Europe Gas Prices Extend Fall After Weeks of Intense Volatility

image is BloomburgMedia_RWHJODDWRGG001_19-06-2023_12-00-07_638227296000000000.jpg

Pipework at the Equinor ASA natural gas production facility in Karsto, Norway, on Thursday, April 20, 2023. Equinor ASA and Norwegian airport regulator Avinor aim to open the airspace over the North Sea for “advanced drone operations,” with the goal to develop an uncrewed traffic management space. Photographer: Carina Johansen/Bloomberg

European gas prices plunged for a second day, paring some of this month’s gains after several weeks of intense market volatility linked to supply risks and hot weather. 

Benchmark futures dropped as much as 14% on Monday morning, after closing last week with the biggest drop since August. Prices are still up about 15% this month, following a series of unplanned outages and hot weather warnings put traders on edge about the balance of fuel supply and demand. 

After weeks of turbulent price swings, cooling gas costs suggest that some stability might be returning to the market. Inventories remain fuller than usual for the season, but the possibility of further outages — or a sudden pick-up in fuel demand among businesses and households — could still present a threat to the region’s supply ahead of its next heating season.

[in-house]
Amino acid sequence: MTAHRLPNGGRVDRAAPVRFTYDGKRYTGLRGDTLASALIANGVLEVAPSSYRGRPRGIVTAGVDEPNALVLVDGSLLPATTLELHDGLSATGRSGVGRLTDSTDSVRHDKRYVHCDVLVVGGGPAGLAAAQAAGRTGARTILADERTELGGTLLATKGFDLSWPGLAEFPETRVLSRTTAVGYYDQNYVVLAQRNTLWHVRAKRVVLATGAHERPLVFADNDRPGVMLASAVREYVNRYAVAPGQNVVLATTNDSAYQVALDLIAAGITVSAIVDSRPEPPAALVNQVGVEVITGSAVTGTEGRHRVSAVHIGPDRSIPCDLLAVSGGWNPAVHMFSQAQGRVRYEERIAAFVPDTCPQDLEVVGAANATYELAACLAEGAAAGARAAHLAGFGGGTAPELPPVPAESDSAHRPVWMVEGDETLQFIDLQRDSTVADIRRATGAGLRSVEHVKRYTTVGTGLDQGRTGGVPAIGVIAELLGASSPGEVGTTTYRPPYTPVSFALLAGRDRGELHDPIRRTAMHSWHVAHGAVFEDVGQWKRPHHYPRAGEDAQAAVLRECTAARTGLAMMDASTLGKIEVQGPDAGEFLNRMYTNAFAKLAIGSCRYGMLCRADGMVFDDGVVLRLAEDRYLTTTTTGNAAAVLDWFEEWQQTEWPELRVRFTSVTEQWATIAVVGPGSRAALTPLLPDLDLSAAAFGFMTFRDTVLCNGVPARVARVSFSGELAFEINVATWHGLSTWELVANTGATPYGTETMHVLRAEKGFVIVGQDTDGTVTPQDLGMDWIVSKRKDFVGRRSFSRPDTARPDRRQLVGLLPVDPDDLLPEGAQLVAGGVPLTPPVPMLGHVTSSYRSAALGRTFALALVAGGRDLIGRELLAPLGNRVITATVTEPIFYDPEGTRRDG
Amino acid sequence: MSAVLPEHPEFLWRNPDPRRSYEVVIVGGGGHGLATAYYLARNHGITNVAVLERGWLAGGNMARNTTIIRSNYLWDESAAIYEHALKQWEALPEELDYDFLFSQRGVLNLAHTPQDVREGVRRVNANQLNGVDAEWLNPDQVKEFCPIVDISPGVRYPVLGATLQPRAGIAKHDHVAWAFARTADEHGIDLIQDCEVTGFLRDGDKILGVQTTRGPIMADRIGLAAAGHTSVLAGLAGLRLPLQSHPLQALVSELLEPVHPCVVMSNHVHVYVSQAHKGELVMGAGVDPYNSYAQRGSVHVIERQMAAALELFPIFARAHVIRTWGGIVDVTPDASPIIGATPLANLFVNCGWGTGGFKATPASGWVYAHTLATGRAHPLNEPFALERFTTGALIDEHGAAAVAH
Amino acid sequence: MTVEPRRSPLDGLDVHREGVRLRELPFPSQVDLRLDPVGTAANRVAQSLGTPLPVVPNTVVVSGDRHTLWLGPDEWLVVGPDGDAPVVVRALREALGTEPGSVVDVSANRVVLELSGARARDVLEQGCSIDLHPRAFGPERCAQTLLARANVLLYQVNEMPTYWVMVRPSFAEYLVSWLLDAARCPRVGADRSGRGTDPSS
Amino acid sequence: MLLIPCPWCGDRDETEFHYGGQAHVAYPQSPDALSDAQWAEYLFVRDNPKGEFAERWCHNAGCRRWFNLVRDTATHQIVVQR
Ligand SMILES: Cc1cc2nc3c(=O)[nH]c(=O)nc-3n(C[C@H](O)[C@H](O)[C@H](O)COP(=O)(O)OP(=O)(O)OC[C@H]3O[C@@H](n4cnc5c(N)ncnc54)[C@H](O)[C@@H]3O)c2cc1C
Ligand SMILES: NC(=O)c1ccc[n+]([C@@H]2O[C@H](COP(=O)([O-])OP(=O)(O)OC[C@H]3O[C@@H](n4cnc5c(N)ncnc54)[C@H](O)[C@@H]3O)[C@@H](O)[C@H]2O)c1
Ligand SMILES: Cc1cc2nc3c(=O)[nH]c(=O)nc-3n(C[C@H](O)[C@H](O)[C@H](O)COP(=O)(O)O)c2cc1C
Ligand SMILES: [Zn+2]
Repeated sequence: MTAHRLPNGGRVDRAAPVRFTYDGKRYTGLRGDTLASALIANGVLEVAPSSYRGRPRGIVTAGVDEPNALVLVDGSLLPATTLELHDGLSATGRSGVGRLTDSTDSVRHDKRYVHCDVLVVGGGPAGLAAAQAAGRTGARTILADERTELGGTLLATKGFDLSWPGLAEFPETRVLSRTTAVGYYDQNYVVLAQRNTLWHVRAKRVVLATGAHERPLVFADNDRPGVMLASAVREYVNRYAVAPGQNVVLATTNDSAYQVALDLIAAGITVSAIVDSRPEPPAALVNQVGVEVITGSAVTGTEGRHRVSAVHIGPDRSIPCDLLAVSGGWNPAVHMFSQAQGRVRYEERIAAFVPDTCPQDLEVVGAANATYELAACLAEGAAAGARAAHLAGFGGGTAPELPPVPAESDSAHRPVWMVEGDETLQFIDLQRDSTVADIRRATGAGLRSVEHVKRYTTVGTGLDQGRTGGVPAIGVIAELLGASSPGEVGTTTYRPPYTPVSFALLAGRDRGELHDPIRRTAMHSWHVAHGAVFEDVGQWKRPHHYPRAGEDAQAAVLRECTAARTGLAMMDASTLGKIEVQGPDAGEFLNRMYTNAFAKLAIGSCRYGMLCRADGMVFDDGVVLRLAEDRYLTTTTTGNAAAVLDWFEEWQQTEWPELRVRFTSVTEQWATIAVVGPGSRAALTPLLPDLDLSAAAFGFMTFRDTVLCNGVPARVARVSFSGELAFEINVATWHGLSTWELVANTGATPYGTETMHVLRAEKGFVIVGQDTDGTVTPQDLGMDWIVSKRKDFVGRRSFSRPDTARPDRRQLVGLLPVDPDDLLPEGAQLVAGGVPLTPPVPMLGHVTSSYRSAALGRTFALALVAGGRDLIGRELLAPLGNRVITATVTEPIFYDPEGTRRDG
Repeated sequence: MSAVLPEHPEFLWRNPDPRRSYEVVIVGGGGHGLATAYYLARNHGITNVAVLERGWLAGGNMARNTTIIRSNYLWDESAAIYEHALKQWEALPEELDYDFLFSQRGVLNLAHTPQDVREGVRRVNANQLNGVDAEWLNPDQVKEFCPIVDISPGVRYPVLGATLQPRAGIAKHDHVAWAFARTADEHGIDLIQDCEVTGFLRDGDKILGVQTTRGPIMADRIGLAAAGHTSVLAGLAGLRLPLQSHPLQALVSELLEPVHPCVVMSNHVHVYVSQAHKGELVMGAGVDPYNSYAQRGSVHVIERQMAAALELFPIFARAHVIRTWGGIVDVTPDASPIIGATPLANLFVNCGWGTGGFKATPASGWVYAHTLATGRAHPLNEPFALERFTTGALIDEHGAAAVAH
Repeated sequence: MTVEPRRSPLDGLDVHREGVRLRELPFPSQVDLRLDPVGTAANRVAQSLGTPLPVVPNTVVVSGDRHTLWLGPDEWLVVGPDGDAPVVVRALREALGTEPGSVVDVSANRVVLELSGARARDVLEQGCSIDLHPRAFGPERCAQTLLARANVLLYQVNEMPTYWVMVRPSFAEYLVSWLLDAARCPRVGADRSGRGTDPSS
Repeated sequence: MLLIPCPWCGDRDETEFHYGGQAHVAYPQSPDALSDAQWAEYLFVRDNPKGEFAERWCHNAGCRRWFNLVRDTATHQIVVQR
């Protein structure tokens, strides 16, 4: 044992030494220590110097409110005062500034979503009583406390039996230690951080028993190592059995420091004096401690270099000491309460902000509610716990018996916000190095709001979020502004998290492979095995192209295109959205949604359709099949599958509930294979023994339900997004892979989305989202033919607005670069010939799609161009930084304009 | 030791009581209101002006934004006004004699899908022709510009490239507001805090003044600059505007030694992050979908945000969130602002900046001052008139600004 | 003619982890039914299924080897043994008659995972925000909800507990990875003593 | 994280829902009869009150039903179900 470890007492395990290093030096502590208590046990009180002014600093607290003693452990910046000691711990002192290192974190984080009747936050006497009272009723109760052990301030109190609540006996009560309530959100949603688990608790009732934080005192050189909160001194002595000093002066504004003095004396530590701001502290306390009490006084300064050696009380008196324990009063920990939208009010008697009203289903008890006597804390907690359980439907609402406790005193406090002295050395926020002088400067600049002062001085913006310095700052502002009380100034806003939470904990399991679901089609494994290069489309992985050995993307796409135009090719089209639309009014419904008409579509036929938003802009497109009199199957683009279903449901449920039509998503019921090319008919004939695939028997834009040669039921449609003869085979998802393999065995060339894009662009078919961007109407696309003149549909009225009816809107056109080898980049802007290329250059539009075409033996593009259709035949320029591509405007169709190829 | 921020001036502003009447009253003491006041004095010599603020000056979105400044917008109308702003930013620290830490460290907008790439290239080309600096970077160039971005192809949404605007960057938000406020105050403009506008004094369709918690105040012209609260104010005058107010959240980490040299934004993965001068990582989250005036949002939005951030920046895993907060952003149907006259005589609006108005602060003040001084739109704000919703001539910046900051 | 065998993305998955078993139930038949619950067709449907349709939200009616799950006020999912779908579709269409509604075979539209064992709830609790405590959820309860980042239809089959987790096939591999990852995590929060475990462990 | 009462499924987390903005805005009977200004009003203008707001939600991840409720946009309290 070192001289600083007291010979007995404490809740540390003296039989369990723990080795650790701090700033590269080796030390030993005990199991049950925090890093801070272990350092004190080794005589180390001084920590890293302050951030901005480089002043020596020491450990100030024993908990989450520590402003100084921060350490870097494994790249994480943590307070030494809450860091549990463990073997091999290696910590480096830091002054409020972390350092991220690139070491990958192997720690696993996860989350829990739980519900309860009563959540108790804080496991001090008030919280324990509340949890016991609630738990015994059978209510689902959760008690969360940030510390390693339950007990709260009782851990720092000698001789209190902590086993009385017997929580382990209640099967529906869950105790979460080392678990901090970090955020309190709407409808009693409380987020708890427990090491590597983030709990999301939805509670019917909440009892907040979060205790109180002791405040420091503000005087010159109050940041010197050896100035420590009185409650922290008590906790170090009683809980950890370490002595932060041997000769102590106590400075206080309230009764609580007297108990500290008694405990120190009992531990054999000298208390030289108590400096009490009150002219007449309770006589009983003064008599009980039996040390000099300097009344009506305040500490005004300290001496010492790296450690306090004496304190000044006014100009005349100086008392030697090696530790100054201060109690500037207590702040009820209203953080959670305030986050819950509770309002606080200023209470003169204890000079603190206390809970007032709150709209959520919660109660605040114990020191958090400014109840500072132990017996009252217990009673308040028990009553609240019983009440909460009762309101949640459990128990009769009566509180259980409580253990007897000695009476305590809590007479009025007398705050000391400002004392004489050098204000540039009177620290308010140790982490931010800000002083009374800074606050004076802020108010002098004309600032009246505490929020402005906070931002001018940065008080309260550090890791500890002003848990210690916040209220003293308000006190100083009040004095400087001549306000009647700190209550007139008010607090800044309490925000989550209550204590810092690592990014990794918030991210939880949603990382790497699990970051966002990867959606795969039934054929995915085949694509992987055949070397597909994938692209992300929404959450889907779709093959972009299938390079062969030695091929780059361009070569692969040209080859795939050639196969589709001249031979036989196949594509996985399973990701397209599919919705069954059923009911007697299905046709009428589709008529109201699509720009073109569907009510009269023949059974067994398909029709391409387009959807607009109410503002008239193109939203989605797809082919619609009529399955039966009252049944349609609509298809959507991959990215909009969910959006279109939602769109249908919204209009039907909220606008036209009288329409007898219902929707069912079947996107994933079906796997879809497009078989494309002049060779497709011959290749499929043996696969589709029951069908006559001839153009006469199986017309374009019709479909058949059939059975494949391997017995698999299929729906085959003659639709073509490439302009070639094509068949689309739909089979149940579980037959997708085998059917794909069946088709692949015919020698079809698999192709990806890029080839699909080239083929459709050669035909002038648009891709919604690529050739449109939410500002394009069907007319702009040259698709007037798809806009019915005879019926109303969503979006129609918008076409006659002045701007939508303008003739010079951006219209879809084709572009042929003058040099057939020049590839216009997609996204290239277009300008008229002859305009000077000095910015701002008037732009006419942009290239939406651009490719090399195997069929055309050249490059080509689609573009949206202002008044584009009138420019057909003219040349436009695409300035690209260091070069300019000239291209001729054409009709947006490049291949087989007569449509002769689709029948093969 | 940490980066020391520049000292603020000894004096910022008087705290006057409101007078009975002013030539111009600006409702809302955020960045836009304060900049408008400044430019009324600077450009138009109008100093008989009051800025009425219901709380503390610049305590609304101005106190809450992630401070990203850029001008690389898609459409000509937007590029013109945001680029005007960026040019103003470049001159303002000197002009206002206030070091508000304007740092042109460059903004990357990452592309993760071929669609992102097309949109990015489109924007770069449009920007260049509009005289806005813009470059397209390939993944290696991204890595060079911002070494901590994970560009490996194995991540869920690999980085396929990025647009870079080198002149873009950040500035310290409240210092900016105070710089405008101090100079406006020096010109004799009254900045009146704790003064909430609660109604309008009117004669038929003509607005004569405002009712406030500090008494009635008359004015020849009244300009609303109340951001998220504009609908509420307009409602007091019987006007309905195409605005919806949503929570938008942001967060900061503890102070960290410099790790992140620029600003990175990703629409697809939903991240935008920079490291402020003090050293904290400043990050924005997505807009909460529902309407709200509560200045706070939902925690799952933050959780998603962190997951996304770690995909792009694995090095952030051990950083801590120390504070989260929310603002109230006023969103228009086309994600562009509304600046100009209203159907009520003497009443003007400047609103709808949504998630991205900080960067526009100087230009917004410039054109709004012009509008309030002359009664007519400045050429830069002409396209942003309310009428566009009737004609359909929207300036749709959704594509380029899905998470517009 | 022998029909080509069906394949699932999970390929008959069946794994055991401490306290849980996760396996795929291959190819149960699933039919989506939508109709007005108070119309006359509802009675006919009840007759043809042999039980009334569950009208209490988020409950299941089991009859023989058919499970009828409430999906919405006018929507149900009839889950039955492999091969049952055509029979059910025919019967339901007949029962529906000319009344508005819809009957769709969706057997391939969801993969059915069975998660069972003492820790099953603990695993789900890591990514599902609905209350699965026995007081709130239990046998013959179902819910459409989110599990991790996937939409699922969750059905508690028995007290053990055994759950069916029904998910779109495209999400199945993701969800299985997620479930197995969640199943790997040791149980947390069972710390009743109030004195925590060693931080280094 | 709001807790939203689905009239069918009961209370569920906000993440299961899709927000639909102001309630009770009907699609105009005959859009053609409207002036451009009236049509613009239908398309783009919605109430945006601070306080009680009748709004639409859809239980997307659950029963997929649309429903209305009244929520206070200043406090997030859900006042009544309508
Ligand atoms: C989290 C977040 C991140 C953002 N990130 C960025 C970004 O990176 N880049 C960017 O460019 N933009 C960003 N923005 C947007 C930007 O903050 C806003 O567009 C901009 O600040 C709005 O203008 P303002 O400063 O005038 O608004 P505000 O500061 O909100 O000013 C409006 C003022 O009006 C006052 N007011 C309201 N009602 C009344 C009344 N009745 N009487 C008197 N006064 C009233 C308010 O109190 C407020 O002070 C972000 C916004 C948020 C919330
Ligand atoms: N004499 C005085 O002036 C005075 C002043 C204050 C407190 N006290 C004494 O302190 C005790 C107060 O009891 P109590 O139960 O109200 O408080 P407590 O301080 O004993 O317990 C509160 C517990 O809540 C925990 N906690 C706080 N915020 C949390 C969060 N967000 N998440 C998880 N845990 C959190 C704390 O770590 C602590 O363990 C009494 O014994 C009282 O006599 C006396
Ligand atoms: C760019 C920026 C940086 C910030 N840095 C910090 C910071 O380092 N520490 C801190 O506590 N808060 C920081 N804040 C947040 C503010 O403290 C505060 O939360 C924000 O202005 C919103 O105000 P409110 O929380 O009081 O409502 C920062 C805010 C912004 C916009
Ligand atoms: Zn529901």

Warmer-than-normal temperatures are expected across parts of northern Europe early this week, with temperatures in Frankfurt and Berlin surpassing 30C (86F), according to forecaster Maxar Technologies Inc. That could boost demand for cooling, potentially impacting prices.

The recent volatility in gas markets “highlighted complications for traders,” who are now assessing whether the energy crisis is still severe enough to continue importing additional liquefied natural gas cargoes during the summer months, Inspired Energy analysts said in a note last Friday. 

While it still looks like the European Union is on track to meet storage targets of 90% by November, there are concerns that short-term demand — prompted by a pick-up in Asia or greater cooling needs — could impact the plan, the analysts wrote.

Benchmark Dutch front-month gas were down 9.3% at €31.75 a megawatt-hour by 9:21 a.m. in Amsterdam. The UK equivalent fell 8.6%. 

©2023 Bloomberg L.P.

By Priscila Azevedo Rocha


Subscribe to our newsletter and get the best of Energy Connects directly to your inbox each week.

By subscribing, you agree to the processing of your personal data by dmg events as described in the Privacy Policy.

Back To Top